The deliberations came at an extraordinarily challenging moment for the U.S. and Ukraine, and as American officials began sharing detailed intelligence with NATO allies about Russia’s planned invasion.
A White House spokesperson said “no such plans” for additional training missions “were ever presented” to the White House or the National Security Council. A Defense Department official said Biden and the White House did not “cancel any planned training activities for Ukraine until U.S. forces were repositioned in February.” Neither official would comment on the Capitol Hill briefings themselves, or whether a mission was discussed with the White House informally that fell below the threshold of an official plan.
Neither European Command nor Special Operations Command responded to requests for comment.
Ilan Berman, a senior vice president of the American Foreign Policy Council who has consulted with the CIA and State Department, said the decision not to send in personnel was part of a pattern.
“This is part of a larger story in which the White House pulled its punches in the lead-up to the conflict, when we already saw that the Russians were amassing troops,” he said when presented with this reporting. “Based on either incorrect assumptions about what Vladimir Putin wanted to do or based upon worries about provoking Putin — he didn’t need any provoking! — it’s one example of these calculations leading to a more passive approach than we could have taken.”
The operators would have trained Ukrainian forces in guerrilla tactics and unconventional warfare methods, separate from the formal U.S. training mission based at the Yavoriv Combat Training Center in the western part of the country, according to the three sources.
The U.S. has for years sent American weapons, including Javelin anti-tank missiles, to Ukraine, and helped train its soldiers on how to use them. Since 2015, U.S. Green Berets and National Guard troops have been training Ukrainian forces at the Yavoriv center. That training center, near the Polish border, was hit by a barrage of roughly 30 Russian cruise missiles on Sunday, killing at least 35 people.
Ukrainian special operations forces have gone through years of intensive training alongside American and NATO special operations forces, including close partnerships with the U.K., Norway, and several Baltic states. They’ve also traveled throughout Europe to participate in NATO exercises, including the Combined Resolve exercise in Germany alongside American conventional and special operations forces in December.
These exercises are focused on fast-insertion of small units by helicopter and small vehicles — hit-and-run tactics that have been widespread since Russia broadened its invasion of Ukraine in late February.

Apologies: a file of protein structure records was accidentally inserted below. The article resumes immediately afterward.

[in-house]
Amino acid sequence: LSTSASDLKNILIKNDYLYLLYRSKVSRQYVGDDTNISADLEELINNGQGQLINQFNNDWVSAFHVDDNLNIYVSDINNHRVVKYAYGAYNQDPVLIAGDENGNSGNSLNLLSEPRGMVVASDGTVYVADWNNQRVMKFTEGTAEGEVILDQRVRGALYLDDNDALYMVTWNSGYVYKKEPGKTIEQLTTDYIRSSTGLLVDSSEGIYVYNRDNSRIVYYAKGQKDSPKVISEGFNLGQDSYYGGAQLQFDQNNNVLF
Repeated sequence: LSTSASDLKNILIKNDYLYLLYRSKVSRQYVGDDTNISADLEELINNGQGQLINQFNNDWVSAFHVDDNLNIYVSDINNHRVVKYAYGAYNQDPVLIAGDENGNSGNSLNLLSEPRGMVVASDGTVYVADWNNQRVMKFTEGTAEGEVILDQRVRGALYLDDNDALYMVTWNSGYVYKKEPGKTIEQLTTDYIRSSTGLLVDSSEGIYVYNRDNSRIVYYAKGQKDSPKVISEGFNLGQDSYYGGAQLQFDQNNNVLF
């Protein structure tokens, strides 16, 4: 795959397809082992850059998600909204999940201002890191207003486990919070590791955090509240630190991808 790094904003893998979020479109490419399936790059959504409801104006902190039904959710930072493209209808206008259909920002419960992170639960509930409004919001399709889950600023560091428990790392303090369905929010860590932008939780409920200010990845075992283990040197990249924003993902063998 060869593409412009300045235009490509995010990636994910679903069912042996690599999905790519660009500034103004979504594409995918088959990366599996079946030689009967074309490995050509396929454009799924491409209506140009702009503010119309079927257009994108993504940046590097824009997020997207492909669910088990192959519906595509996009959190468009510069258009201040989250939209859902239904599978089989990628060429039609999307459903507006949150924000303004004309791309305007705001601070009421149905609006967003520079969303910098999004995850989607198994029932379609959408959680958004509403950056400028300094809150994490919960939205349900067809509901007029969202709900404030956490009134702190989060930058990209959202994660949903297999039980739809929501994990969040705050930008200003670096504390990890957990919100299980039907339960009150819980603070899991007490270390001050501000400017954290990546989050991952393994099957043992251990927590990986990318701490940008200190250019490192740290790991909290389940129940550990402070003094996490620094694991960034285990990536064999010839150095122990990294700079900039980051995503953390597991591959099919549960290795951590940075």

In mid-February, the Pentagon revealed that Austin was “temporarily repositioning 160 Florida National Guard troops training Ukraine’s military out of the country.” Those troops had deployed to Ukraine in November 2021, according to a statement.
Both the National Guard and the Green Berets have since left the country, many as U.S. embassy staff evacuated in mid-February.
In the year before the invasion, congressional Republicans pushed the Biden team to send more military support to Ukraine. At the end of 2021, the administration greenlit deliveries of Stinger anti-aircraft missiles and more Javelins. The U.S. has sent significantly more weapons since Russia invaded on Feb. 24, though the ongoing fighting has made deliveries much more challenging.
Concerns about escalation still shape the administration’s approach to the war. Last week, Washington chose not to back Poland’s plan to transfer its MiG fighter jets via the U.S. to the Ukrainians, due to concerns about how that would be received in Moscow. And Biden has been unbending in his opposition to setting up a no-fly zone over Ukraine — a position the vast majority of Republicans also share.
Reports from the Ukraine battlefield show that a key component of Ukraine’s defense strategy relies on small groups of irregular soldiers conducting guerrilla-style attacks against Russian forces — who vastly outnumber the Ukrainian fighters. Now, as the war enters its third week, Ukrainians seem poised for what may become a prolonged period of irregular warfare.
Berman said that given the fighting, Ukrainians are now unlikely to benefit from the type of training that the special operations personnel would have provided.
“They’re getting real-world battlefield experience in urban combat terrains in real time in their fight against the Russians, and they’re doing fairly well,” he said. “So to me this program, whether it’s valuable moving forward, is going to be balanced against whether or not the student has become the master.”